Ethical issues: The multi-centre low-risk ethics/governance review process and AMOSS

Geraldine Vaughan*, Wendy Pollock, Michael J. Peek, Marian Knight, David Ellwood, Caroline S. Homer, Lisa Jackson Pulver, Claire McLintock, Maria Ho, Elizabeth A. Sullivan

*Corresponding author for this work

    Research output: Contribution to journalArticlepeer-review

    19 Citations (Scopus)


    Background: The Australasian Maternity Outcomes Surveillance System (AMOSS) conducts surveillance and research of rare and serious conditions in pregnancy. This multi-centre population health study is considered low risk with minimal ethical impact. Objective: To describe the ethics/governance review pathway undertaken by AMOSS. Method: Prospective, descriptive study during 2009-2011 of the governance/ethical review processes required to gain approval for Australian and New Zealand (ANZ) maternity units with more than 50 births per year (n = 303) to participate in AMOSS. Results: Review processes ranged from a single application for 24 NZ sites, a single application for eligible hospitals in two Australian states, full Health Research Ethics Committee (HREC) applications for individual hospitals, through simple letters of support. As of September 2011, 46 full/expedited ethics applications, 131 site governance applications and 136 letters of support requests were made over 33 months, involving an estimated 3261 hours by AMOSS staff/investigators, and an associated resource burden by participating sites, to obtain approval to receive nonidentifiable data from 291 hospitals. Conclusion: The AMOSS research system provides an important resource to enhance knowledge of conditions that cause rare and serious maternal morbidity. Yet the highly variable ethical approval processes required to implement this study have been excessively repetitive and burdensome. This process jeopardises timely, efficient research project implementation, without corresponding benefits to research participants. The resource burden to establish research governance for AMOSS confirms the urgent need for the Harmonisation of Multi-centre Ethical Review (HoMER) to further streamline ethics/governance review processes for multi-centre research.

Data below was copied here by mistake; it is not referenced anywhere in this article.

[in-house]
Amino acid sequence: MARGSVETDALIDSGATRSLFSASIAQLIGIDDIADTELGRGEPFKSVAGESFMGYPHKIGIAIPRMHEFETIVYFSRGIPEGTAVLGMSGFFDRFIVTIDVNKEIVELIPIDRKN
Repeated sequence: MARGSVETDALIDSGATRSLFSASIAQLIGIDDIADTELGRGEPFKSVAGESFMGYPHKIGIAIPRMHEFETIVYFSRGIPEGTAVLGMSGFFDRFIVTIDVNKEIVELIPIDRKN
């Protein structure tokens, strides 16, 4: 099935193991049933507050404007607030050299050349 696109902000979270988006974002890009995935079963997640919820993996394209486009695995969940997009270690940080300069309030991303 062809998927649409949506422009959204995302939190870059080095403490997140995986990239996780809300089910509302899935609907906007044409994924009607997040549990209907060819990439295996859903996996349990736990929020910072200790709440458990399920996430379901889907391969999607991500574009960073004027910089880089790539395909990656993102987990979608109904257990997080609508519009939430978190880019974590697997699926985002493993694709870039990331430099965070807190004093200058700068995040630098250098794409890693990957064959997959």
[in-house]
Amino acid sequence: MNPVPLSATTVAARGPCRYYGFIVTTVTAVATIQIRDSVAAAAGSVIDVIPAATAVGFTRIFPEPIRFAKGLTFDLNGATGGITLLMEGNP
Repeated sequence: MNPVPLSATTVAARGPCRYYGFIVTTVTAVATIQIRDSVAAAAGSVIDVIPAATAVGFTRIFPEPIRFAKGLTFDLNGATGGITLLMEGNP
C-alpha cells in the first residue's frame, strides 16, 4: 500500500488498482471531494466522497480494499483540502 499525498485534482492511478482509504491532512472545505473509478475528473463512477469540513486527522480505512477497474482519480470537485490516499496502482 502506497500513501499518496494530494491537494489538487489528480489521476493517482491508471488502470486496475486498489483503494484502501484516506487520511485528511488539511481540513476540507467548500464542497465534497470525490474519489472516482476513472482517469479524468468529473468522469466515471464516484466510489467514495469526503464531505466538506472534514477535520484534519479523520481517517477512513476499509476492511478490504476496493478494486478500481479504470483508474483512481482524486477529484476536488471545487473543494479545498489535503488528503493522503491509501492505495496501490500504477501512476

Original languageEnglish
    Pages (from-to)195-203
    Number of pages9
    JournalAustralian and New Zealand Journal of Obstetrics and Gynaecology
    Issue number2
    Publication statusPublished - 1 Apr 2012


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